British Lee Enfield No. 7 Mk 1 Land Service Bayonet
Single-fullered bowie knife blade with clipped point, blued for 5mm at the ricasso. Red-brown grips made of Paxolin (resin-impregnated paper, similar to Micarta, widely used today in circuit boards). Steel scabbard with brass throat. Hilt and pommel blued. The blade is stamped on one side at the ricasso with a broad arrow War Department mark. The pommel is stamped with another broad arrow and numbers, which have been worn by rubbing. Manufacturers of the No. 7 had numbered codes which can appear stamped on the pommels. The hilt is stamped on one side with ‘89’.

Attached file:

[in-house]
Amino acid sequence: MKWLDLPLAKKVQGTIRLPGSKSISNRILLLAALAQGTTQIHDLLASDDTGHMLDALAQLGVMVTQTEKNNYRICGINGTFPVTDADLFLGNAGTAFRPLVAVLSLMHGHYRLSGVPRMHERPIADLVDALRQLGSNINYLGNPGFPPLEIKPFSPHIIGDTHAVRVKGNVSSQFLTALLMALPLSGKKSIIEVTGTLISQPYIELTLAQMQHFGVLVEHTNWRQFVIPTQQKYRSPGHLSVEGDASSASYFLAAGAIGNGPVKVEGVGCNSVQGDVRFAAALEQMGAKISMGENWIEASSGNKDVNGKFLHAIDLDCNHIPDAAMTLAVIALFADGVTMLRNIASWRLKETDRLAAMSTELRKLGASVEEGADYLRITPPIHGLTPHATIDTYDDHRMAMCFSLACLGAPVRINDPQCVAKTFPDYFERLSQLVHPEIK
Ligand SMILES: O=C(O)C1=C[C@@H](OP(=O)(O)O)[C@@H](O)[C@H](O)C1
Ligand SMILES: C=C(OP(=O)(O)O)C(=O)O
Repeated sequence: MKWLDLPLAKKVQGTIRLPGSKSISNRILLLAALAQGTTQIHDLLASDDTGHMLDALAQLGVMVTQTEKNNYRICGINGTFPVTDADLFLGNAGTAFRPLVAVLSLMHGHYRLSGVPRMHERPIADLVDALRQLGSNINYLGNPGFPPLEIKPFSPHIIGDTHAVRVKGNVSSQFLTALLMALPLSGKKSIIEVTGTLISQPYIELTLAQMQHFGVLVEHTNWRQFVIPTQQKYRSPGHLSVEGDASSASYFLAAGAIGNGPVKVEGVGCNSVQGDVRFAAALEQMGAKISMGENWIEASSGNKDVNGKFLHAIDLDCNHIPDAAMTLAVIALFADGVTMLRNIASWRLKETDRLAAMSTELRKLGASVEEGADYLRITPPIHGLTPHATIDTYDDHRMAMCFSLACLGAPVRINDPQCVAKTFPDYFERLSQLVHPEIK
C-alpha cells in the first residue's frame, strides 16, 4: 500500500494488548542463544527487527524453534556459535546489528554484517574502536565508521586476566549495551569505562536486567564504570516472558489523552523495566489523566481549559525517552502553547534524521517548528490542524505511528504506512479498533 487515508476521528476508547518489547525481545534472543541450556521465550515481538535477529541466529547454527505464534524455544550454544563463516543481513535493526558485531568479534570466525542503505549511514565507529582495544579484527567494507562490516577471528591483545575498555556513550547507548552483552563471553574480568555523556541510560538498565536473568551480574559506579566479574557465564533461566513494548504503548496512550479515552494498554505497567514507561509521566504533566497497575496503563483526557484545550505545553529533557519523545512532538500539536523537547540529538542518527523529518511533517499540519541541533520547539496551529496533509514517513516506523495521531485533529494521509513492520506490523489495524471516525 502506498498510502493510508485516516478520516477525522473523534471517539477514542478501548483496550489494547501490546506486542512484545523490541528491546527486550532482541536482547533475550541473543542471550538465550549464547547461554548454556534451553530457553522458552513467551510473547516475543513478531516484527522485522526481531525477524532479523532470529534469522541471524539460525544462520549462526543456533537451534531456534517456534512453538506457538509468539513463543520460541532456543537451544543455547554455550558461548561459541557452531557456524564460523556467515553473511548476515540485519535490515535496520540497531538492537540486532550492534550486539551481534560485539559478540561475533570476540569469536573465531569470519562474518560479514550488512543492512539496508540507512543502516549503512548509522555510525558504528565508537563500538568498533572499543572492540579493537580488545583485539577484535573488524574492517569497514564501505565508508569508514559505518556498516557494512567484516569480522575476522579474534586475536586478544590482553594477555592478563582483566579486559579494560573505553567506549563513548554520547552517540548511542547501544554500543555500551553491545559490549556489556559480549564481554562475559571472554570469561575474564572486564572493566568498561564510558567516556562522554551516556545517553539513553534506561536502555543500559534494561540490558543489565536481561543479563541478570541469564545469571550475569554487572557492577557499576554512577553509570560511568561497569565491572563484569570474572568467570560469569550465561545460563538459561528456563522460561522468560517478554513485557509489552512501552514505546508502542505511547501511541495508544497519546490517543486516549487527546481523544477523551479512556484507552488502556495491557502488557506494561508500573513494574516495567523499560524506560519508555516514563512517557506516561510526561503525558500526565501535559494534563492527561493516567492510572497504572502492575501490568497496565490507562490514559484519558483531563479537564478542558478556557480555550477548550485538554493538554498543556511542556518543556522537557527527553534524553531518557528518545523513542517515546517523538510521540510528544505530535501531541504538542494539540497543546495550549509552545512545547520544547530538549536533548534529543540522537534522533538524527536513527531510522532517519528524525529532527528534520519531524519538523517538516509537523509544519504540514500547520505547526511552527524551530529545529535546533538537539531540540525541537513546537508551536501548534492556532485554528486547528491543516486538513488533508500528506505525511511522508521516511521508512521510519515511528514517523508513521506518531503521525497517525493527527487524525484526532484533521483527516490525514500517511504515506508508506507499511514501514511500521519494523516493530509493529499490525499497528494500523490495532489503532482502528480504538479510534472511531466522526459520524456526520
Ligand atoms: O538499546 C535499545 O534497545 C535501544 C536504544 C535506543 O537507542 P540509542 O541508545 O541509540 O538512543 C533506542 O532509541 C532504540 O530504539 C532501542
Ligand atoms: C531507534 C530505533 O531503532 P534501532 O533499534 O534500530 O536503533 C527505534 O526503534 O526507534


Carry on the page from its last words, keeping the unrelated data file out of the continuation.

The penultimate model of bayonet designed for the Lee-Enfield No. 4 rifle and Sten Mk 5 submachine gun, the No. 7 was an attempt to produce a bayonet that was equally useful as a utility/fighting knife and a mounted bayonet, by way of an innovative rotating pommel which contains the locking mechanism. 330,000 were produced between 1944 and 1948, but doubts about the rigidity of the mechanism under stress and its high cost of manufacture meant that the No. 7 was largely passed over for the simpler No. 9. The bayonet designed for the ill-fated EM series of experimental bullpup service rifles was essentially a strengthened No. 7.